One of the most frequent questions I get asked is "how do I start a lingerie brand" and although it will be different for everyone, I can tell you how I started mine.
* though beware it's a bit of a long post (the five things you need to know are at the end if you haven't time to read the full post).
Before I started Vanjo, I had sold all of my previous furniture and car etc and had bought a one way ticket to Thailand (where i ended up designing swimwear for a company) I spent just over a year travelling, and not ready to yet go back home I ended up in Belfast. I knew I wanted to stay put in one place for awhile and start my own brand of lingerie. I had drafted out a rough idea in the airport (basically I was sick of taking my bra off for long flights as it was so uncomfortable) and I knew I wanted to launch a soft bra into the big boobed, small back category of the world of lingerie. It was 2004 and at the time there wasn't much available in the way of sizes such as a 28FF and near to nothing in soft bra sizes - they were all small, medium or large.
So only arriving with one bag and no job, it spurred me on that I could set up my label, as I had nothing to loose. I gained work part time in a shop so I didn't have the added pressure of making money, and by then I was use to not buying much when travelling; that the little amount that I was earning covered rent and food and that was pretty much it.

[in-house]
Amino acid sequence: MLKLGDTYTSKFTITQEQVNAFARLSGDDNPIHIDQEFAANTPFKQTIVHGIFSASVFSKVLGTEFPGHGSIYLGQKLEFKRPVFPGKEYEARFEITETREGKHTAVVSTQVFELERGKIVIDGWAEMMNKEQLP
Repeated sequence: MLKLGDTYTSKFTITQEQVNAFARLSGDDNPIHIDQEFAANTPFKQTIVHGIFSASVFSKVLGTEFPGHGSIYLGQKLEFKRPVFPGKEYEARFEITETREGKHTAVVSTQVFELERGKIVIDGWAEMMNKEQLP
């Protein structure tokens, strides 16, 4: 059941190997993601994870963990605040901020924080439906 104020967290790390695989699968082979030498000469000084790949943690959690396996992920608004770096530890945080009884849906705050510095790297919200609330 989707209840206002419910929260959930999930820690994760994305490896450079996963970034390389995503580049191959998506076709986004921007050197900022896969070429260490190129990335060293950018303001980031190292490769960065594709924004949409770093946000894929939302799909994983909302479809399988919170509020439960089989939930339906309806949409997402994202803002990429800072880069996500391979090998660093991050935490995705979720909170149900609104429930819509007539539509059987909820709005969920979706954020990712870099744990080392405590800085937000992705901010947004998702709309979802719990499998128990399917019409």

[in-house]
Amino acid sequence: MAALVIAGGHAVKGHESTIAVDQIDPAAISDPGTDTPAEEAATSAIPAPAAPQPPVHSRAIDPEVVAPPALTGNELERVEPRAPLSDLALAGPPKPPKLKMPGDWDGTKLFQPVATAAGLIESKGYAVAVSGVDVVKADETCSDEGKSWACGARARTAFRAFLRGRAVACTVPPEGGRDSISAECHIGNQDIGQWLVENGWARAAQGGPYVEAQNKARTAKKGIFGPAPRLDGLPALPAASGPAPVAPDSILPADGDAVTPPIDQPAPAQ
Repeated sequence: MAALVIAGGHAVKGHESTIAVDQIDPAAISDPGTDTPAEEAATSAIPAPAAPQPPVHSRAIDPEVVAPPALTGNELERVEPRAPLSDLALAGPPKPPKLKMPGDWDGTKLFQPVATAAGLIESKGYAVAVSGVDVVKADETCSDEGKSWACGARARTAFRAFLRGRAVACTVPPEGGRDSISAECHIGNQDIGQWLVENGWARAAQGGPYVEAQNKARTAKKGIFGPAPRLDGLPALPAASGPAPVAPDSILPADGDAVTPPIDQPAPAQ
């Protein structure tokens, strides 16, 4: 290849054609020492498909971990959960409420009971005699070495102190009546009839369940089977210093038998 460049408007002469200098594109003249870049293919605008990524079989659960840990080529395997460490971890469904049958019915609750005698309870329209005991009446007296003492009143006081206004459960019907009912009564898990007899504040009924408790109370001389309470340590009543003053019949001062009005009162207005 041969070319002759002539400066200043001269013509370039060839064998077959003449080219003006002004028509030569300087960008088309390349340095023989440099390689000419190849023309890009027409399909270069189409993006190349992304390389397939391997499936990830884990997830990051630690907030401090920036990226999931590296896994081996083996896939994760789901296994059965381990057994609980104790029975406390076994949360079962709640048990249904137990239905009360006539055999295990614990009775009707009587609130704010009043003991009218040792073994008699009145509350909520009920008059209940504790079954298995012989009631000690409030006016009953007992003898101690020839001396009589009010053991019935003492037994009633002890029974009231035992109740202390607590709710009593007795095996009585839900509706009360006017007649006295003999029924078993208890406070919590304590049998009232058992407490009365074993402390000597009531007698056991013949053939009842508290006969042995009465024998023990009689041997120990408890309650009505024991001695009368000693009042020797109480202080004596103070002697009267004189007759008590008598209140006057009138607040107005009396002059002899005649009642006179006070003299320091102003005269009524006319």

So after about 8 months, I had gotten all fits and the style of my brand that I wanted. I had sourced a UK manufacturer, and my friend from uni had set up her own business providing digital grading so I outsourced the grading of the bras whilst I graded the briefs. My original plan was to get a range made up then sell it.
About six months before I was going to launch the UK manufacturer went bust, I should have had my doubts, as I'd kept on ringing them for the sampling to be made and was fobbed off with excuses why it wasn't made. Also the factory had changed it's name a couple of times so it had gone bust before.
This made be re-evaluate everything, as I felt even though I had committed to design and launch my label, I felt I hadn't fully committed. I still had the mind set that I could travel again if it didn't pan out. And to be honest at that time I didn't even have a plan. I'd even tinkered with designing T-shirts and Jewellery at this stage as well.